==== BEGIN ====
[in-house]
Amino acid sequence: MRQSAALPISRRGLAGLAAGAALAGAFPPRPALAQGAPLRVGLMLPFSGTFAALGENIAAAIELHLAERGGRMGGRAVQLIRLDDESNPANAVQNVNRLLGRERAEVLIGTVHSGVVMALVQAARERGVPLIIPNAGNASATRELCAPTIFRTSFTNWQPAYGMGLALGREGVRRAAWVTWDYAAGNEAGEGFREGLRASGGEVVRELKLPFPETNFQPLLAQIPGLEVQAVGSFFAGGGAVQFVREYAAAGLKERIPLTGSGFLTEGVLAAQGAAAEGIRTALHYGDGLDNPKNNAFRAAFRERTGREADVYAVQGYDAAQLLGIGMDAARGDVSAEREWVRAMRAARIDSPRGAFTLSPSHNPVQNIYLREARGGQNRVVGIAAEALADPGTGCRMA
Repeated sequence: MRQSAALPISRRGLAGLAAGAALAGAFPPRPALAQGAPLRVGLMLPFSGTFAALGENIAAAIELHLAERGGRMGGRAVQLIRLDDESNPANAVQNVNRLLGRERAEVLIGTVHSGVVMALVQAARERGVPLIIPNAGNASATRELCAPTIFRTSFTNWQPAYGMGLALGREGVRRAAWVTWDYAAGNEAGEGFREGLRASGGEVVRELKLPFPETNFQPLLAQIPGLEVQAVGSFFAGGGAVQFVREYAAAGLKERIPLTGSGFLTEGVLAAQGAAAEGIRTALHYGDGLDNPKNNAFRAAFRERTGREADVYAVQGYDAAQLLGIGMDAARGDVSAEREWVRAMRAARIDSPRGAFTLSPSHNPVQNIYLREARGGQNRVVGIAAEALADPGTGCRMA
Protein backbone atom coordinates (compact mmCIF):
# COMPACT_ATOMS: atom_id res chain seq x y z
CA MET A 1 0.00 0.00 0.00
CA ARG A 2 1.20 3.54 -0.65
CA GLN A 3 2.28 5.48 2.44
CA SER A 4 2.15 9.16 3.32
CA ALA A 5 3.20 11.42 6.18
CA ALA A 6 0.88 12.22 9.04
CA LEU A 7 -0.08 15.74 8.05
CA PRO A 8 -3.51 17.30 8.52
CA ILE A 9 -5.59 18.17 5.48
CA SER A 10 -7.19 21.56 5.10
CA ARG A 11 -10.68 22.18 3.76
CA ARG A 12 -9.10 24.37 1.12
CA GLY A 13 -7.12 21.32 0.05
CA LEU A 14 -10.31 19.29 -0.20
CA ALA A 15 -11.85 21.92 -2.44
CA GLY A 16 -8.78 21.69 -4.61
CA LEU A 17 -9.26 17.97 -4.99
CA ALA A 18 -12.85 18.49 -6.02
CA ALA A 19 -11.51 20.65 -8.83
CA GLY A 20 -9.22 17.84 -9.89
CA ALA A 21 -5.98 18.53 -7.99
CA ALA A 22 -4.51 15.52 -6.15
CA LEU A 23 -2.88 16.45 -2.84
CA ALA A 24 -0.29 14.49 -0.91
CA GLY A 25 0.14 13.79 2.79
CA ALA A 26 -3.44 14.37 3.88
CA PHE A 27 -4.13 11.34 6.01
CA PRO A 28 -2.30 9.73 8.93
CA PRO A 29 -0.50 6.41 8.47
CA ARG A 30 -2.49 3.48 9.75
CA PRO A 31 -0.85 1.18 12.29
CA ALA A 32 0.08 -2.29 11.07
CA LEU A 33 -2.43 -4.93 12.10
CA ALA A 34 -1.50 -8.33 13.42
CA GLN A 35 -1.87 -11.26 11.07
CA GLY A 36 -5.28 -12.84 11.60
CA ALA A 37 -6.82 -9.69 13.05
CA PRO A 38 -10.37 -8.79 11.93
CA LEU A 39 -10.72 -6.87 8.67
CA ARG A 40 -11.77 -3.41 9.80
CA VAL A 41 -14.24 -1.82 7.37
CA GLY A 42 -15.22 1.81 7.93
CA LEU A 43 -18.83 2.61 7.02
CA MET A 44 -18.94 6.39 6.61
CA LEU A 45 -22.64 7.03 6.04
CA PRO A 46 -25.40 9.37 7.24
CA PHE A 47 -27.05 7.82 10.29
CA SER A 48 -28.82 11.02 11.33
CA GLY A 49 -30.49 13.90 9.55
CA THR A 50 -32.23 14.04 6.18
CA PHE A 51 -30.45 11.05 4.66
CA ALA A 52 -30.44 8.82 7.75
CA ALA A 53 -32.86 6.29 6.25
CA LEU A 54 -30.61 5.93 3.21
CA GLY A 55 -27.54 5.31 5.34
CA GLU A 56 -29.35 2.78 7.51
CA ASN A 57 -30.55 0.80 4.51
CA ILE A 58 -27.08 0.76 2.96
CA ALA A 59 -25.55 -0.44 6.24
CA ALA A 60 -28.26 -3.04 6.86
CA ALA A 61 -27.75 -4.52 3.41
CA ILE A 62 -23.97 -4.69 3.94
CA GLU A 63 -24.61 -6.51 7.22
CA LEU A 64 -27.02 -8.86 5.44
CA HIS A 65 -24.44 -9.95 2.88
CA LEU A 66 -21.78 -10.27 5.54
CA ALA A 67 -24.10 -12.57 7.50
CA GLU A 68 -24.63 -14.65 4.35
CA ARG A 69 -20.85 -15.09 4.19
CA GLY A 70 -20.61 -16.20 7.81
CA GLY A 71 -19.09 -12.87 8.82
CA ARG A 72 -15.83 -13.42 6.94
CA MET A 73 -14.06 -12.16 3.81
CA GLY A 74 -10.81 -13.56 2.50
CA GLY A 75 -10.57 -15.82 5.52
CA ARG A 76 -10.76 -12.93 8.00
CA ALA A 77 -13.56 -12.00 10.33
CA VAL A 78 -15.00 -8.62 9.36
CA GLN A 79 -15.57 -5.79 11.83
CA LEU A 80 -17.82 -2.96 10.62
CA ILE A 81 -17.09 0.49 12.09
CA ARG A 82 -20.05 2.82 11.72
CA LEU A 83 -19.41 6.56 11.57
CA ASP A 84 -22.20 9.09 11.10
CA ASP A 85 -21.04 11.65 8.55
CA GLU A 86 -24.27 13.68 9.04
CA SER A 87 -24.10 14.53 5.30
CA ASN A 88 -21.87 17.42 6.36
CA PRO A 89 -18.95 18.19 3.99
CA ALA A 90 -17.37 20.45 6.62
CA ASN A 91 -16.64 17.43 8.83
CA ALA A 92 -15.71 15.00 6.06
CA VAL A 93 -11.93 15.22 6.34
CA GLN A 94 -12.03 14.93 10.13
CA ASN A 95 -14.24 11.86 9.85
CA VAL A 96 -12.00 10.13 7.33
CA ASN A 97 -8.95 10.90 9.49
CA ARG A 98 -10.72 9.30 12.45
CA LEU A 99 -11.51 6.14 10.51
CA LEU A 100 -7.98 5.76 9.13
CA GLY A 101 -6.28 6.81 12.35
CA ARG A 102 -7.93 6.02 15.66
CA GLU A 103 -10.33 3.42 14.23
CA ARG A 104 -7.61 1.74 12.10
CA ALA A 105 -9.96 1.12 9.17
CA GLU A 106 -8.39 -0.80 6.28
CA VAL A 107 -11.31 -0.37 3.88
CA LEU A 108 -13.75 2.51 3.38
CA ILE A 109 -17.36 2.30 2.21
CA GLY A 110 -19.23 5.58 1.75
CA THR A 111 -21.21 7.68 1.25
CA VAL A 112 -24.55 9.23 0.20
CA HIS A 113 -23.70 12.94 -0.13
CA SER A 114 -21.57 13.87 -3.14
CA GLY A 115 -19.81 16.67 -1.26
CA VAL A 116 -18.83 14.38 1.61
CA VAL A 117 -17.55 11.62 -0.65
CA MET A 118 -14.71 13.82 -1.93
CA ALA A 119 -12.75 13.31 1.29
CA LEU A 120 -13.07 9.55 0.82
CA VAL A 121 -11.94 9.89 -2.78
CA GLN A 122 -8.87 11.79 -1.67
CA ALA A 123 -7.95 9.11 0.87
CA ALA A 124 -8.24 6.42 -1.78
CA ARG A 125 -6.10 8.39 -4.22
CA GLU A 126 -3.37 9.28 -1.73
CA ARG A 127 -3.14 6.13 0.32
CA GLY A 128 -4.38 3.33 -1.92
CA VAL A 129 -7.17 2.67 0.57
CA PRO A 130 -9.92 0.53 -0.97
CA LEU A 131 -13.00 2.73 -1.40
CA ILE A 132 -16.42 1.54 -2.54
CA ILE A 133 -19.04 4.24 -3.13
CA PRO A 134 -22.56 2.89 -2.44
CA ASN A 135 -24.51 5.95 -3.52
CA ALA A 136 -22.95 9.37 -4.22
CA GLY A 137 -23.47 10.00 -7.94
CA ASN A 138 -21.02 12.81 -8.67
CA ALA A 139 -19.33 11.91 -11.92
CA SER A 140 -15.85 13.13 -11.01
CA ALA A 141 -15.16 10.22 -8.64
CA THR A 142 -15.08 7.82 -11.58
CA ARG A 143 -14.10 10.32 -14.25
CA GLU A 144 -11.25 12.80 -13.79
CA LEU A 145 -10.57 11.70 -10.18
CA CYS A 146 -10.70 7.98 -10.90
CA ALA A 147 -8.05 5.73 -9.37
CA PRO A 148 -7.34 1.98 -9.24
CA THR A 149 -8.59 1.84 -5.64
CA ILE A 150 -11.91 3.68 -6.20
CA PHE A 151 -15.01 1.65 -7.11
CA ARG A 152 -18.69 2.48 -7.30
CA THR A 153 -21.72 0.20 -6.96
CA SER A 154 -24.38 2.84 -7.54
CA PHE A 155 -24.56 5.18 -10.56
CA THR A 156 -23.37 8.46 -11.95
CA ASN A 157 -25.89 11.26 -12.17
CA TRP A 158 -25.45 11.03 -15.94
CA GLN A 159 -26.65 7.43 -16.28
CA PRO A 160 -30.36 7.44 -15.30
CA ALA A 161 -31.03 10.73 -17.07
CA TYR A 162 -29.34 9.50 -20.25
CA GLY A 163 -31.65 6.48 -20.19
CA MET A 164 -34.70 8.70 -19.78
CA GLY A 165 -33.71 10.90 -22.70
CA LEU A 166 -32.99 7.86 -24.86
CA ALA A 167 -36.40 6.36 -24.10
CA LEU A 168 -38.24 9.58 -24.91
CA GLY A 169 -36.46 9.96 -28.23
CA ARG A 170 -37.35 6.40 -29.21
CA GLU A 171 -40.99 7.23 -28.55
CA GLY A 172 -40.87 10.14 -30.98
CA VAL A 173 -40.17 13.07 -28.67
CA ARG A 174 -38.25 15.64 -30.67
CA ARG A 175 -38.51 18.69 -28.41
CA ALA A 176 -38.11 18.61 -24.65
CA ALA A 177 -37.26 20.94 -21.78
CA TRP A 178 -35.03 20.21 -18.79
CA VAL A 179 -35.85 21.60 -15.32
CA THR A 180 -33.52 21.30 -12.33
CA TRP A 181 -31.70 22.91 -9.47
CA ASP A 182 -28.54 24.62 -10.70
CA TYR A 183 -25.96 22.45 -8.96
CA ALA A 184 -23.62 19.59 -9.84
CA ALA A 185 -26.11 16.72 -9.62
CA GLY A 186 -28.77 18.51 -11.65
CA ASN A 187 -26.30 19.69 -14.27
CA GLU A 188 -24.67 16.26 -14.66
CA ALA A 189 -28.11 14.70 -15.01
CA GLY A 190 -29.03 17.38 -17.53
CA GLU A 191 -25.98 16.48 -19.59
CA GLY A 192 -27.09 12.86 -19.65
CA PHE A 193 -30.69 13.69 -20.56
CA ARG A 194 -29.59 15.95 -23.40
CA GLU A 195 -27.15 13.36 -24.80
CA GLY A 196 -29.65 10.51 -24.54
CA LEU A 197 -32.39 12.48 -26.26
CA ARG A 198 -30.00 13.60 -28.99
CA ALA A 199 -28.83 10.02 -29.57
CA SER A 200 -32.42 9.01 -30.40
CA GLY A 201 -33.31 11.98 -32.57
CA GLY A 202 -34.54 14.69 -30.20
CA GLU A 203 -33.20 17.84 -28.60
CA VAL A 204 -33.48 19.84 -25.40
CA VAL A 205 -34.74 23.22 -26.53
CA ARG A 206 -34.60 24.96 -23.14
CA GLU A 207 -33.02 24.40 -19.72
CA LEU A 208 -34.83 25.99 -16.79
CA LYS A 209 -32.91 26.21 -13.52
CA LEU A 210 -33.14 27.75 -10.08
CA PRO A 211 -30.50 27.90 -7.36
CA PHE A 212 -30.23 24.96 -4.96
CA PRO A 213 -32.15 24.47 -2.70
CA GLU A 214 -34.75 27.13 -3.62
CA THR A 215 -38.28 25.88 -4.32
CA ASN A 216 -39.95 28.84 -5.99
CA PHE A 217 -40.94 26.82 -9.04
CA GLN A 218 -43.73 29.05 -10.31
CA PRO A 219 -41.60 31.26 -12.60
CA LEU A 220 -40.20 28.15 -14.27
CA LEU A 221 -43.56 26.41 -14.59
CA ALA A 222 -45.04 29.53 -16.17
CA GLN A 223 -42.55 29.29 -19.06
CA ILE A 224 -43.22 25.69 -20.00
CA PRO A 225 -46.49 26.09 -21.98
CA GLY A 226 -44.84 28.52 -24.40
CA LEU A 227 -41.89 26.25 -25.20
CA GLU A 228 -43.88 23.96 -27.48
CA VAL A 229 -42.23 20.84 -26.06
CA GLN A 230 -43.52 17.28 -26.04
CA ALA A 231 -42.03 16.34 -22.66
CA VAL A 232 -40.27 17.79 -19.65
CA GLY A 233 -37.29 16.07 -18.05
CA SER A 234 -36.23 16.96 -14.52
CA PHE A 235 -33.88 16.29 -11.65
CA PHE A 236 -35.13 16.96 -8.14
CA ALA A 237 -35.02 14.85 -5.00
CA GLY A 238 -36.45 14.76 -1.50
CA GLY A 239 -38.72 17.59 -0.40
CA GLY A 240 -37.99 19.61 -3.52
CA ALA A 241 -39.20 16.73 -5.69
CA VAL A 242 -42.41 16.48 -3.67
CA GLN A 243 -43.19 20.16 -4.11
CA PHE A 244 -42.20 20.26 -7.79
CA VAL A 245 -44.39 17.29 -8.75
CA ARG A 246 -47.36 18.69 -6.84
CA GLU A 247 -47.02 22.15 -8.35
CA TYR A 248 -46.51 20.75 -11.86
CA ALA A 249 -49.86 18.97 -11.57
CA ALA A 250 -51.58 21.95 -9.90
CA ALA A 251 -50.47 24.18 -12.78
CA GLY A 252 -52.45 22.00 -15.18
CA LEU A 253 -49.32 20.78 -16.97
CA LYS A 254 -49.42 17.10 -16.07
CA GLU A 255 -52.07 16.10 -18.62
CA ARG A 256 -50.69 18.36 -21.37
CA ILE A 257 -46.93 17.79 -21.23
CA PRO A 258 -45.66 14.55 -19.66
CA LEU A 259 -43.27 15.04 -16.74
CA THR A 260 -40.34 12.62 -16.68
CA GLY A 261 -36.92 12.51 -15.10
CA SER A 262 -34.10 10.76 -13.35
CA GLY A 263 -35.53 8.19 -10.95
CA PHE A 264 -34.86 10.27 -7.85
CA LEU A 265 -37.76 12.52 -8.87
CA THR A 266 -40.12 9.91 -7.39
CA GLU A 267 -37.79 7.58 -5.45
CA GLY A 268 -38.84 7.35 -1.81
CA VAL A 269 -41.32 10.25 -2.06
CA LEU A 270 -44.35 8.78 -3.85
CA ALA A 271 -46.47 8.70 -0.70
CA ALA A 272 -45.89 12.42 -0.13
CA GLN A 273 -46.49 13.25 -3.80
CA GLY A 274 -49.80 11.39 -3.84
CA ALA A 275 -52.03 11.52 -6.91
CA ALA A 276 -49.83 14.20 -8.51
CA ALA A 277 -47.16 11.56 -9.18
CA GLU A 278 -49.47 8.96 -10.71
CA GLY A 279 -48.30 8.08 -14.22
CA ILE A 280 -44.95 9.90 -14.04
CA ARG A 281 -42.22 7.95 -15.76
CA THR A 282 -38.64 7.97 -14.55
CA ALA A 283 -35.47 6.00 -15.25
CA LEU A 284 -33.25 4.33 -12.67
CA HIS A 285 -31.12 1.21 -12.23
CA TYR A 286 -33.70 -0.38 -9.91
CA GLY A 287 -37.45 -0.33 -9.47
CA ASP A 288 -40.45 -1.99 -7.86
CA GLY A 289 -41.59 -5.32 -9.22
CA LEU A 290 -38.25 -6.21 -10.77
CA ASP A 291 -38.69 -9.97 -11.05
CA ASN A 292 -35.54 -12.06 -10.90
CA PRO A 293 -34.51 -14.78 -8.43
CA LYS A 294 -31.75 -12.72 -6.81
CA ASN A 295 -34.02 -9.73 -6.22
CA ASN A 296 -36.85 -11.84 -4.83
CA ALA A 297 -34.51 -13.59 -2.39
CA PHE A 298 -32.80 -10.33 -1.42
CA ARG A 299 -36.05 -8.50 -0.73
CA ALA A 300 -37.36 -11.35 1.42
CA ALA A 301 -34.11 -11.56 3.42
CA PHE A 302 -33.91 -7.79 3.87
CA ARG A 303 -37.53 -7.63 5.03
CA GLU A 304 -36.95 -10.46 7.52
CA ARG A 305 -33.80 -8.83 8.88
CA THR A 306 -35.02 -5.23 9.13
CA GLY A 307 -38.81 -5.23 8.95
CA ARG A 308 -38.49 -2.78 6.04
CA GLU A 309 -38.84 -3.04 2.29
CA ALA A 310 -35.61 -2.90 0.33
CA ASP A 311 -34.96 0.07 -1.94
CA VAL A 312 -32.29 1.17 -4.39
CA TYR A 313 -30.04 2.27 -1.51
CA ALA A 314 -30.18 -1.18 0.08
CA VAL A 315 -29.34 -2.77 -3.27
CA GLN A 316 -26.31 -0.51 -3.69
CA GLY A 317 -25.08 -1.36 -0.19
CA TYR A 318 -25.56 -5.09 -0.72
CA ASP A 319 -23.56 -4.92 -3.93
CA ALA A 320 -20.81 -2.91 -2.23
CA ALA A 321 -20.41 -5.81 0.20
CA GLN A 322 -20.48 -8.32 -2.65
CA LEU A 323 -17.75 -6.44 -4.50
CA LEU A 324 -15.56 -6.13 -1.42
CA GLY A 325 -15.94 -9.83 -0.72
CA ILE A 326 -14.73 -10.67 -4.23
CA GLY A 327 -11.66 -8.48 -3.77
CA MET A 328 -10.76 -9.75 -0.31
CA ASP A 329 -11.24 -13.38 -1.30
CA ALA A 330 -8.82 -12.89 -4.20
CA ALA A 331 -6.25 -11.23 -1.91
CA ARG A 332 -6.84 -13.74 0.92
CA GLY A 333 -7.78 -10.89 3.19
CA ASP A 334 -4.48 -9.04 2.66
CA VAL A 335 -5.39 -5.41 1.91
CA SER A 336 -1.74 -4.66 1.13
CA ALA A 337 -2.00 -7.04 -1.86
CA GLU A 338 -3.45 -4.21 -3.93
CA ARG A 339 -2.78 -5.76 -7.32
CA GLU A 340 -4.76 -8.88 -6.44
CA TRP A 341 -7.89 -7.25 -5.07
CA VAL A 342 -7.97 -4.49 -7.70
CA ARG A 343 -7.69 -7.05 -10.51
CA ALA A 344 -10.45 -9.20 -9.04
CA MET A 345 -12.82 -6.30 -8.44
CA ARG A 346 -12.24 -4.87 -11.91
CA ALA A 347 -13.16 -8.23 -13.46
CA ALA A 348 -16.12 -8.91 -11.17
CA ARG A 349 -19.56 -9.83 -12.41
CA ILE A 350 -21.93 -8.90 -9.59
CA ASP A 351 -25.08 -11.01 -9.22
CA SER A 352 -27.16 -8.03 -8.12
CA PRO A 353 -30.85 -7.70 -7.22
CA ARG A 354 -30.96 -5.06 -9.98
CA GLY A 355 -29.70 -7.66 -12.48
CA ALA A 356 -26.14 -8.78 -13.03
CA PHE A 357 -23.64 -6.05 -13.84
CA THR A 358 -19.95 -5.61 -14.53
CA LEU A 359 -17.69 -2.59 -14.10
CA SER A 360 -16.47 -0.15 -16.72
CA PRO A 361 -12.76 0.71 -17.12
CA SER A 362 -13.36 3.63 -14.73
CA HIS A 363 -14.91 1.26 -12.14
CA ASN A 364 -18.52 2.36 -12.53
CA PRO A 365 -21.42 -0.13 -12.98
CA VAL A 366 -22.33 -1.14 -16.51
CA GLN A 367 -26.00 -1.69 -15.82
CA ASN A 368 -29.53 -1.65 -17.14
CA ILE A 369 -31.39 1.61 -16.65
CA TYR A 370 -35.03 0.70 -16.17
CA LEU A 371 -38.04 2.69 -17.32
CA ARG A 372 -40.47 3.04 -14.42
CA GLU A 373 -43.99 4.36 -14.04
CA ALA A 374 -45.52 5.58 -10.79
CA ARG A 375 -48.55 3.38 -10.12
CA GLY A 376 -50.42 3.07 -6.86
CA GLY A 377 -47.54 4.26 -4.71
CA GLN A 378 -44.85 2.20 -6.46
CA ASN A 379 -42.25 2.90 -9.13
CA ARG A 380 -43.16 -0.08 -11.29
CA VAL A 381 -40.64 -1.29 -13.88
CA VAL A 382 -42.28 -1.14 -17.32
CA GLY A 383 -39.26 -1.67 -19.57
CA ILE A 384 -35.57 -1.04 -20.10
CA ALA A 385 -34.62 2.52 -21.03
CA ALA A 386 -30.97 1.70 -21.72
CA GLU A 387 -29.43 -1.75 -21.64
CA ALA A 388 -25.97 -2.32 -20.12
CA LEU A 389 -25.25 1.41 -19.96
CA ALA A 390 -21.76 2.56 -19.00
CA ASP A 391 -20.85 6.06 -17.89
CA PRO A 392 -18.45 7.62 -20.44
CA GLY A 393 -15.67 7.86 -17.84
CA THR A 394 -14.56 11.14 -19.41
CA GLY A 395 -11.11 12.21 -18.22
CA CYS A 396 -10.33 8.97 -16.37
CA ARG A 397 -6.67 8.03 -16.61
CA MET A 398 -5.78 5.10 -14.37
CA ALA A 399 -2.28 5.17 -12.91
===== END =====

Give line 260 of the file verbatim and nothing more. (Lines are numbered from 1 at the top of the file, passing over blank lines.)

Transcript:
CA GLU A 255 -52.07 16.10 -18.62